Commands are the "verbs" for the ViewModel and represent the actions that the ViewModel can do. Commands are the place where interaction with services is triggered. Command must implement the ICommand interface:
Execute is the action executed when the command is being invoked.
The CanExecute method tells the UI whether the command is allowed to be executed in the current state, and the UI will enable or disable (gray out) the bound control accordingly.
The CanExecuteChanged event should be fired to inform the UI about possible changes in command availability and the UI will re-query the state.
In the sample we present two commands: one for loading the data, and the second for saving the data. We use a helper class RelayCommand as the ICommand interface implementation.
In the sample the "load" command:
- Executes the StartLoad method when invoked
- Is available when: we have service, the data has not been loaded yet, and the model/view is not in busy state.
Since the View does not contain any logic, the designer could design the View in the specialized tool (e.g. Expression Blend) without being influenced by the developer who will be working on the ViewModel.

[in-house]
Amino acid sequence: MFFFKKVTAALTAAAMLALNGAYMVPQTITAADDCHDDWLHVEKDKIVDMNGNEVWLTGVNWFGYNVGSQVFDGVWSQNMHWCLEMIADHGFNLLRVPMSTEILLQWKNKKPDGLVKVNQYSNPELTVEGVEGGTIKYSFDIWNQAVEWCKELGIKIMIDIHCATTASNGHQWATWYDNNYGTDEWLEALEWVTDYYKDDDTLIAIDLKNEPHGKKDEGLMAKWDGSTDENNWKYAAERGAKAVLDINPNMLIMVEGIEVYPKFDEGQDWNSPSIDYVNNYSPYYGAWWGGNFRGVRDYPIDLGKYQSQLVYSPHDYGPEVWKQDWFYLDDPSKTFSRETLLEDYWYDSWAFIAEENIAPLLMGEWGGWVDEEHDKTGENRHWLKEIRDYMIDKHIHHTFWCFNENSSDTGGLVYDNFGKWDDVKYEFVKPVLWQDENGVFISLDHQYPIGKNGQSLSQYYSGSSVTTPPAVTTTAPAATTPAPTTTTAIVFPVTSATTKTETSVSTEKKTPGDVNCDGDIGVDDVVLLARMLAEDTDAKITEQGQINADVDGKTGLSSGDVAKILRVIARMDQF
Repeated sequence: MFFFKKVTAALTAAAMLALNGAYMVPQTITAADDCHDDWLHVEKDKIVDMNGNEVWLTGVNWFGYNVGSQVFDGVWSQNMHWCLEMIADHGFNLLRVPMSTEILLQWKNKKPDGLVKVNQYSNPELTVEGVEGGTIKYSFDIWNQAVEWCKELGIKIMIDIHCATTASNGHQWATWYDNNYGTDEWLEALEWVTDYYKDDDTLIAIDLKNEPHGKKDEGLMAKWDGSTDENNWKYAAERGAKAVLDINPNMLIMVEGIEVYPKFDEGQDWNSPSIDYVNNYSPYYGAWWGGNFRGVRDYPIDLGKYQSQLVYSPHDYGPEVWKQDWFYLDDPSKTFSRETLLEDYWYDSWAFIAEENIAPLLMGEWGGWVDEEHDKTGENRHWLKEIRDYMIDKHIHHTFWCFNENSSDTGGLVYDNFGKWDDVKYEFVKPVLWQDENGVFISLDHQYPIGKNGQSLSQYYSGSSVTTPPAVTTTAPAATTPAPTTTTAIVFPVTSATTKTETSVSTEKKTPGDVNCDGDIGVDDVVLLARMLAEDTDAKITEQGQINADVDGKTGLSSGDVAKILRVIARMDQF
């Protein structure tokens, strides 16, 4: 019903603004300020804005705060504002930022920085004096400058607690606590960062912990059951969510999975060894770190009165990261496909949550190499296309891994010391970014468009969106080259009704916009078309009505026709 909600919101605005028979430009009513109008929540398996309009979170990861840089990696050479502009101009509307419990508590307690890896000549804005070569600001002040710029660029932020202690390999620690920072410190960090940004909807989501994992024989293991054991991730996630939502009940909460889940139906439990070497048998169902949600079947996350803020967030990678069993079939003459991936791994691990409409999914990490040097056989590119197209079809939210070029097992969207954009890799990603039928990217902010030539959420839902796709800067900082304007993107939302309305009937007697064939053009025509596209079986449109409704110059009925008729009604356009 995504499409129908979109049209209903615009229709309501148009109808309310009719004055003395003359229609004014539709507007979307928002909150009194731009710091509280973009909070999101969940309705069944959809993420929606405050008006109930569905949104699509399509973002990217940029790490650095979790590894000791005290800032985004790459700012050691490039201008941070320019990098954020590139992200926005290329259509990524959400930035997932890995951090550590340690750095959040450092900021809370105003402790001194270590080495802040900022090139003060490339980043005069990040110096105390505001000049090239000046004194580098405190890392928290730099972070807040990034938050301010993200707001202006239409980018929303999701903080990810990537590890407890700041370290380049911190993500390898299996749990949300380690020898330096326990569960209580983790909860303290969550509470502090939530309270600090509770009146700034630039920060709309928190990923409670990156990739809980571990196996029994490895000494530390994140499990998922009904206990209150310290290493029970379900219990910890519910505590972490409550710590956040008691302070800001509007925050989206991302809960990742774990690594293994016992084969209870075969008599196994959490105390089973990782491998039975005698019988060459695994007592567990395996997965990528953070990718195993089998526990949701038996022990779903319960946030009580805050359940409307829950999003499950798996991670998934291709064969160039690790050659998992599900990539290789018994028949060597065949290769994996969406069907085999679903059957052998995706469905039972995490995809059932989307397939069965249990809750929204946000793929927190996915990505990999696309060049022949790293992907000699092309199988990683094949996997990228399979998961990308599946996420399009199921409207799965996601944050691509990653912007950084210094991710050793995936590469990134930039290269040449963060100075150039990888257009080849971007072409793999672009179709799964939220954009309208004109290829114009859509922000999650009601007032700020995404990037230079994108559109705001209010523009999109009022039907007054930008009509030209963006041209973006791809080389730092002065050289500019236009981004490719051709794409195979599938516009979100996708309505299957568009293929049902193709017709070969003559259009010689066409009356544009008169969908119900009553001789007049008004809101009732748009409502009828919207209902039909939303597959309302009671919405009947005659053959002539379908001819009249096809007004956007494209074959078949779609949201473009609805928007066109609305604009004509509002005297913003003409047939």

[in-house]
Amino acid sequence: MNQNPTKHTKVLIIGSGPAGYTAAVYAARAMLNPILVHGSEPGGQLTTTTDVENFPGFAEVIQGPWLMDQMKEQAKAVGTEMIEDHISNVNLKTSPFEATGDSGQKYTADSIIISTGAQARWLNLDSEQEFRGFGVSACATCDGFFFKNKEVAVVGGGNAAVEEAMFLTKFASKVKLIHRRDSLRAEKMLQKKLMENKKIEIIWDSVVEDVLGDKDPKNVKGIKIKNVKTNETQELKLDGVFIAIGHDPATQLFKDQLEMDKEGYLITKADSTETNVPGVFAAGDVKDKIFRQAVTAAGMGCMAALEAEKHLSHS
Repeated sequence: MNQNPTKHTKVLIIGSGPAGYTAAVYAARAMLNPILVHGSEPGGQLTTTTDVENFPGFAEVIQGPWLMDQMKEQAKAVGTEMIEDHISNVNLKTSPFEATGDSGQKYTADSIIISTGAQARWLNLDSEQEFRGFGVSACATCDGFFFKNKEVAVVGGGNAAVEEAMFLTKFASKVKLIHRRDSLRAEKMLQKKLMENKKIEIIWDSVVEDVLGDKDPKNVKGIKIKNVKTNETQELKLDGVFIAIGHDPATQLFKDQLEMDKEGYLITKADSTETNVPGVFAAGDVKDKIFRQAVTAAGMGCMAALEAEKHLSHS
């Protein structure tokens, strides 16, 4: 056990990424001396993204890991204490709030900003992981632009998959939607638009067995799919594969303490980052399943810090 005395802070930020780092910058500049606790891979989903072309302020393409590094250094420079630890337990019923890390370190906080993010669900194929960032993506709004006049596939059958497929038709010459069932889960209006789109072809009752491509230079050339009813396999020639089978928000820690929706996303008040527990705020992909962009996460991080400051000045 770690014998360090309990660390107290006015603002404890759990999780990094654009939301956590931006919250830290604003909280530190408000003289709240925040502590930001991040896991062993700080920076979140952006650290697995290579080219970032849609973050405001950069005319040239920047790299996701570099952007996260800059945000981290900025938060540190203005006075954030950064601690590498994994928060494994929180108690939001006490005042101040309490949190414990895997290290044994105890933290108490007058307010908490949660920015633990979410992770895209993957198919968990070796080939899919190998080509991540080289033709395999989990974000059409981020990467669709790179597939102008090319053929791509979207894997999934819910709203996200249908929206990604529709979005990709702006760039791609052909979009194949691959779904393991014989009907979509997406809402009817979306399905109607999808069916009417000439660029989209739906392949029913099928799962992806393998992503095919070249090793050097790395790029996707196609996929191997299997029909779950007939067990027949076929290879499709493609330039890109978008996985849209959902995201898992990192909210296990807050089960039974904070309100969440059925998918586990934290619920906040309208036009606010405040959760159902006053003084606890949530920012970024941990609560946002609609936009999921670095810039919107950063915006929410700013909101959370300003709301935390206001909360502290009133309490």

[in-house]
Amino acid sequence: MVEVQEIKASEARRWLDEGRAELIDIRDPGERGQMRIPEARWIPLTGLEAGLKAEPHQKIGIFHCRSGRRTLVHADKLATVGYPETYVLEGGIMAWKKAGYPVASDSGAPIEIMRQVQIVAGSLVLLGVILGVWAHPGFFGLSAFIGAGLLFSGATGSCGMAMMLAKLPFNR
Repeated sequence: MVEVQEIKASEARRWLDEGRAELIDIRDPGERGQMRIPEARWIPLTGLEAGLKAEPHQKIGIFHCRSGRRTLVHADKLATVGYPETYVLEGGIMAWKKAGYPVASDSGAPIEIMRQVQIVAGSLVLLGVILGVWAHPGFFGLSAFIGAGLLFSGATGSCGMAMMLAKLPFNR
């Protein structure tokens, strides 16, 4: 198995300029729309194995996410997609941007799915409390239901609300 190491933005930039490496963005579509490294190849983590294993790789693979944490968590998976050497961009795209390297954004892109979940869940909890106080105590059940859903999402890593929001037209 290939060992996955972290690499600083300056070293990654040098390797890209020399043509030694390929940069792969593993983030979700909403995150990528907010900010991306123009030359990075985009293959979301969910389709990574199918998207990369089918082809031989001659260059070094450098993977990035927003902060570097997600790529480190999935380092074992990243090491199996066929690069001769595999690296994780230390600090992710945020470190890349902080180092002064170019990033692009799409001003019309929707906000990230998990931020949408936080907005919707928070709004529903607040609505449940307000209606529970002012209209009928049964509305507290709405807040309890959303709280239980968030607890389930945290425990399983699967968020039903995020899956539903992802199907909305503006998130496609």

The designer might even be provided with the design-time view model: A ViewModel implementation containing mocked up data to help visualize components in the context.
The developer could work on the ViewModel in parallel. Since the ViewModel is a pure code - it does not contain references to the view - he should be able to author and unit test the ViewModel code in isolation from the designer working on the visual part.
The first and most criticized property of the MVVM pattern is that it is too verbose. Every changeable property needs to fire the property changed event, and in Silverlight there is no simple way to introduce functionality other than to write tons of same code for every property.